Who are the best fan bases in Major League Baseball? A quick Google search of “best MLB fan bases” produces more than a million results. Specific rankings are published by entities ranging from news organizations to ticket brokers. In general, these rankings are based more on subjective opinion than data and analysis. In contrast, we take a 100% data-driven approach.
That said, we readily acknowledge that fan base analysis is a complex topic. Our core metric is something we term “fan equity.” This metric is based created using a revenue-premium model of brand equity. This model is driven by the financial support shown by fans conditional on team performance and market characteristics. This approach has significant advantages in that it is based on spending behavior and not driven by short variations in winning. But, the revenue-premium approach is not perfect. Therefore, this year we will be publishing a number of rankings (and providing descriptions of the strengths and weaknesses of each approach). Click here for an overview of each method.
Today, we present three analyses of MLB fan bases. We begin with the fan equity / revenue-premium model (based on the last three years), a trend analysis of fan equity growth over the past 15 seasons, and an analysis of each team’s social media equity.
The winners in the fan equity analysis include the Red Sox, Yankees, Cubs, Phillies, Cardinals and Twins. The Red Sox and Yankees placing at the top of the list is simultaneously unsurprising and interesting. It is unsurprising because these are two of the league’s most prominent teams, and interesting because the two teams are bitter rivals. The intense competition between these two teams provides an added factor that may be lacking for teams like the Cubs or the Phillies. And yes, we do know that Cardinals fans love to beat the Cubs. (Click here for more details on our methodology for fan and social equity)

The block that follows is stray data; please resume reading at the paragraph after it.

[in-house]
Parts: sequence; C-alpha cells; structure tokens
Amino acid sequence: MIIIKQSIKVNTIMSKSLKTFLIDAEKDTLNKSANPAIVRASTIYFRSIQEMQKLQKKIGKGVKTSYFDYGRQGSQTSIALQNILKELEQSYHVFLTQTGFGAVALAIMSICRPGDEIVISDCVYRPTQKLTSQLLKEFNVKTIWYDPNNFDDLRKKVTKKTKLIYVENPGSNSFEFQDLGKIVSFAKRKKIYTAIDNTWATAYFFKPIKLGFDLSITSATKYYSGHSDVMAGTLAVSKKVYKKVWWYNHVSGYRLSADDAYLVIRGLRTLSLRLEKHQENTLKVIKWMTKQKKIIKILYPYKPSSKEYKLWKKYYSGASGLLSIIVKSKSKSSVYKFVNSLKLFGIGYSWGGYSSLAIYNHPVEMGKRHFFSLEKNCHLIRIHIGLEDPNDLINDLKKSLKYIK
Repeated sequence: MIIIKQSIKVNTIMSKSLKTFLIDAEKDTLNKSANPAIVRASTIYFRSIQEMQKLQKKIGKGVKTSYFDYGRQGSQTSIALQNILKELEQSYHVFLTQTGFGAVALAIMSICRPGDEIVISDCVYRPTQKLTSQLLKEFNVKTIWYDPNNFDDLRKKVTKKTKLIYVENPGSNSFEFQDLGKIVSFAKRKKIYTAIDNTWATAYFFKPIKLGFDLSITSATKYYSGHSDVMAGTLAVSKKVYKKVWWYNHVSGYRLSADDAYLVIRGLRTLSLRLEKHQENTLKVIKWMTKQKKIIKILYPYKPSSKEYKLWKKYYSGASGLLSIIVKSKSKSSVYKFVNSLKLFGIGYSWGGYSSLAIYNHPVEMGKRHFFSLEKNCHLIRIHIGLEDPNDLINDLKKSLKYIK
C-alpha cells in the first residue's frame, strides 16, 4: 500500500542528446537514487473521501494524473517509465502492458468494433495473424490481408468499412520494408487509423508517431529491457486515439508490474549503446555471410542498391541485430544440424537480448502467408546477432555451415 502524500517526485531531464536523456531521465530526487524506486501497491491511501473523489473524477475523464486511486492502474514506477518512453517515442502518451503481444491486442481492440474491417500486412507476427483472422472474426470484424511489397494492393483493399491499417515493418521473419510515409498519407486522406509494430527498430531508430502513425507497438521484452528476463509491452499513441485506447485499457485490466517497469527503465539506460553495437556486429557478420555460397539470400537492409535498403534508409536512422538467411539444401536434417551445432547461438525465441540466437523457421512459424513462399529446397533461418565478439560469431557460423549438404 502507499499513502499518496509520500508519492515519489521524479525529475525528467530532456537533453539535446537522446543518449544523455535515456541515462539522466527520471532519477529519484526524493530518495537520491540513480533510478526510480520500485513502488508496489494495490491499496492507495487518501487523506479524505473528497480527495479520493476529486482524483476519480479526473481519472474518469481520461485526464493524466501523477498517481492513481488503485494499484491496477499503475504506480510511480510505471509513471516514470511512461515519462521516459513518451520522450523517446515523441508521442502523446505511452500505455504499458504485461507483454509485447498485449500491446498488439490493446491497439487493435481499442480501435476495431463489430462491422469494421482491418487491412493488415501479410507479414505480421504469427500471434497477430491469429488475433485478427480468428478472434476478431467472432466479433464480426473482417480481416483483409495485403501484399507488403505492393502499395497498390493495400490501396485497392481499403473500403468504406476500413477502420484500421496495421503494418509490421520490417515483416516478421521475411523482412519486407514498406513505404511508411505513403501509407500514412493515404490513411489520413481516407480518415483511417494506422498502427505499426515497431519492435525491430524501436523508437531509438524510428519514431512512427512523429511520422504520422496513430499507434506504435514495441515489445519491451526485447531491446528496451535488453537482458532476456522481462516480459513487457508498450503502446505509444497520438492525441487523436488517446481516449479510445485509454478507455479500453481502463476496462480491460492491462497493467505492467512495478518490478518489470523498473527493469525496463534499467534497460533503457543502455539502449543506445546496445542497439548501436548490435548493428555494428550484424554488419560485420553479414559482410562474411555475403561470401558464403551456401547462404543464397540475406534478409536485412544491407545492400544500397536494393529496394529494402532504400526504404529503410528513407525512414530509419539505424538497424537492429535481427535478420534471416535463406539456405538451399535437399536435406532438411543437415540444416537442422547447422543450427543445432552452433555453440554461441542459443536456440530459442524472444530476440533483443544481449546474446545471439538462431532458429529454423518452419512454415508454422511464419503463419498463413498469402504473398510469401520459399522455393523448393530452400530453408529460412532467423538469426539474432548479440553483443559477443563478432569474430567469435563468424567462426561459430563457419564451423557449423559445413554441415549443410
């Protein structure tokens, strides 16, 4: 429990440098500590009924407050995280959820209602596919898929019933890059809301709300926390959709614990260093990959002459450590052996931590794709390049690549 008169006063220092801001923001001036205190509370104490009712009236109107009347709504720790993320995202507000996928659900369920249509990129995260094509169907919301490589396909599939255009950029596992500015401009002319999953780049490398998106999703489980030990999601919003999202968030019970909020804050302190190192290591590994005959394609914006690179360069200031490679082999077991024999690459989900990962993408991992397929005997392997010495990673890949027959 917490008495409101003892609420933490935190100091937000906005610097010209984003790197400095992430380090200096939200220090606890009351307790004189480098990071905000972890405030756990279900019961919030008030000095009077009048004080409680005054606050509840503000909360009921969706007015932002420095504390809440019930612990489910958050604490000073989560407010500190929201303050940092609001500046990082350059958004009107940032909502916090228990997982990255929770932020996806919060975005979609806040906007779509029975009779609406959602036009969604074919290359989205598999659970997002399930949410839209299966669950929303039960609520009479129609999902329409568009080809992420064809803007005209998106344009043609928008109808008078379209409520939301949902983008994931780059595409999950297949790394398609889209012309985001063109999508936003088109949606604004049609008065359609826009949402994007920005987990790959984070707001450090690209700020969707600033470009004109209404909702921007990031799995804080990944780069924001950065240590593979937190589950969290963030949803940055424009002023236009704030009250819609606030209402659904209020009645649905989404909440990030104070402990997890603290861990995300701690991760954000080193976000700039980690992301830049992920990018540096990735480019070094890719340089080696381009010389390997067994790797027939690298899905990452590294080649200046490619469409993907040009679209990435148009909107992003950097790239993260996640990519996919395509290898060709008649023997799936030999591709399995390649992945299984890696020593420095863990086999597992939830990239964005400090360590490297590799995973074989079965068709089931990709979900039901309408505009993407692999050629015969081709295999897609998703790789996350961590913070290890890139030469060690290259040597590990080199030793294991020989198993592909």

At the bottom of the list, we have teams in cities with great weather (or maybe summers that are too hot) and teams that are generally regarded as number two in their markets. The bottom five are the White Sox, Angels, A’s, Mets and Rays. As an aside, how about the “Portland A’s”?
We know the winners and the losers, but fan bases are not static entities. As teams win, lose or market themselves, their fan equity evolves. As a second analysis, we examined fan equity trends over the past 15 years. This analysis revealed that MLB’s high equity teams are tending to even greater levels of fan support. In this analysis, the Yankees finished first followed by the Red Sox, Cubs, Nats, Phillies, Dodgers and Giants. This list of teams is overwhelmingly concentrated in the largest markets. At the bottom of the list, we have teams like the Diamondbacks, Indians, Orioles, Padres and Rays.
The last analysis for today is something we term social media equity. This analysis looks at each team’s social media following (again controlling for market size and winning). Social media equity is important because it is unconstrained by stadium size, unaffected by a team’s pricing decisions and provides a measure of national following. It may also be a forward looking indicator if social media participants are younger than those fans who attend games.
The social media ranking is fairly different. While the Yankees are number one, the top five also includes the Padres, Brewers, Rangers and Pirates. Perhaps, the revenue-premium measure is picking up the economics of the big markets while the social media metric is best for identifying current interest. However, the bottom of the social media list is consistent with the bottom of the fan equity list with teams like the Mets, A’s and Angels.
In our next post, we will present analyses of fan base sensitivity to winning and pricing.
Mike Lewis & Manish Tripathi, Emory University 2014.